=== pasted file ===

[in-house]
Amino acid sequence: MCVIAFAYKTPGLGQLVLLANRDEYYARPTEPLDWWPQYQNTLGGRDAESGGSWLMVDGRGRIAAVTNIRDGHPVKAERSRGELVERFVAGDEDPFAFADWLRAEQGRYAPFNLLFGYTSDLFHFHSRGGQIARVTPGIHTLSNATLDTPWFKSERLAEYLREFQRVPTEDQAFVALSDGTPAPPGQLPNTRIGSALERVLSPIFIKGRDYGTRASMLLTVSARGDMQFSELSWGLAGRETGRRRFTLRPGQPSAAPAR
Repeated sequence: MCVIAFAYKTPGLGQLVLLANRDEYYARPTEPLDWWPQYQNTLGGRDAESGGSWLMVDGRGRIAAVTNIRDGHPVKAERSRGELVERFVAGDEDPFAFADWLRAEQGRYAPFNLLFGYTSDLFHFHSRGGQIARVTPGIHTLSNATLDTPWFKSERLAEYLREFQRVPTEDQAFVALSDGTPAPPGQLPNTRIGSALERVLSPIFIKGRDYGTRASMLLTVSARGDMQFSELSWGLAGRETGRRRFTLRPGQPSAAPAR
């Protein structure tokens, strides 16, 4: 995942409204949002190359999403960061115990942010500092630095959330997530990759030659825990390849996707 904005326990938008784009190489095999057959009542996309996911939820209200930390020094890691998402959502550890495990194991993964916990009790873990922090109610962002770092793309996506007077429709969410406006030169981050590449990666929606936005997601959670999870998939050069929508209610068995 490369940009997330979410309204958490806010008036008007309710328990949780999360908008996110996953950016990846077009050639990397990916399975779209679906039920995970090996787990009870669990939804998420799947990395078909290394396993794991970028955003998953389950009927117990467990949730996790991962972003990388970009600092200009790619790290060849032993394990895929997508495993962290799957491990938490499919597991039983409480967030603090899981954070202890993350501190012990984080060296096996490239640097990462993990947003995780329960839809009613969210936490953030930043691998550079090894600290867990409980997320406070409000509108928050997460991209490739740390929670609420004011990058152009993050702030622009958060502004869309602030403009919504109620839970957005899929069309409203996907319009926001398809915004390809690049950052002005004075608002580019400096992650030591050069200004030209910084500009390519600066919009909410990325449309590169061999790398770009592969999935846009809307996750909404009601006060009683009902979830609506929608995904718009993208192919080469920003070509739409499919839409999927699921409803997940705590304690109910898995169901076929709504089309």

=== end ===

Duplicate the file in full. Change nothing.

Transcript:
[in-house]
Amino acid sequence: MCVIAFAYKTPGLGQLVLLANRDEYYARPTEPLDWWPQYQNTLGGRDAESGGSWLMVDGRGRIAAVTNIRDGHPVKAERSRGELVERFVAGDEDPFAFADWLRAEQGRYAPFNLLFGYTSDLFHFHSRGGQIARVTPGIHTLSNATLDTPWFKSERLAEYLREFQRVPTEDQAFVALSDGTPAPPGQLPNTRIGSALERVLSPIFIKGRDYGTRASMLLTVSARGDMQFSELSWGLAGRETGRRRFTLRPGQPSAAPAR
Repeated sequence: MCVIAFAYKTPGLGQLVLLANRDEYYARPTEPLDWWPQYQNTLGGRDAESGGSWLMVDGRGRIAAVTNIRDGHPVKAERSRGELVERFVAGDEDPFAFADWLRAEQGRYAPFNLLFGYTSDLFHFHSRGGQIARVTPGIHTLSNATLDTPWFKSERLAEYLREFQRVPTEDQAFVALSDGTPAPPGQLPNTRIGSALERVLSPIFIKGRDYGTRASMLLTVSARGDMQFSELSWGLAGRETGRRRFTLRPGQPSAAPAR
């Protein structure tokens, strides 16, 4: 995942409204949002190359999403960061115990942010500092630095959330997530990759030659825990390849996707 904005326990938008784009190489095999057959009542996309996911939820209200930390020094890691998402959502550890495990194991993964916990009790873990922090109610962002770092793309996506007077429709969410406006030169981050590449990666929606936005997601959670999870998939050069929508209610068995 490369940009997330979410309204958490806010008036008007309710328990949780999360908008996110996953950016990846077009050639990397990916399975779209679906039920995970090996787990009870669990939804998420799947990395078909290394396993794991970028955003998953389950009927117990467990949730996790991962972003990388970009600092200009790619790290060849032993394990895929997508495993962290799957491990938490499919597991039983409480967030603090899981954070202890993350501190012990984080060296096996490239640097990462993990947003995780329960839809009613969210936490953030930043691998550079090894600290867990409980997320406070409000509108928050997460991209490739740390929670609420004011990058152009993050702030622009958060502004869309602030403009919504109620839970957005899929069309409203996907319009926001398809915004390809690049950052002005004075608002580019400096992650030591050069200004030209910084500009390519600066919009909410990325449309590169061999790398770009592969999935846009809307996750909404009601006060009683009902979830609506929608995904718009993208192919080469920003070509739409499919839409999927699921409803997940705590304690109910898995169901076929709504089309």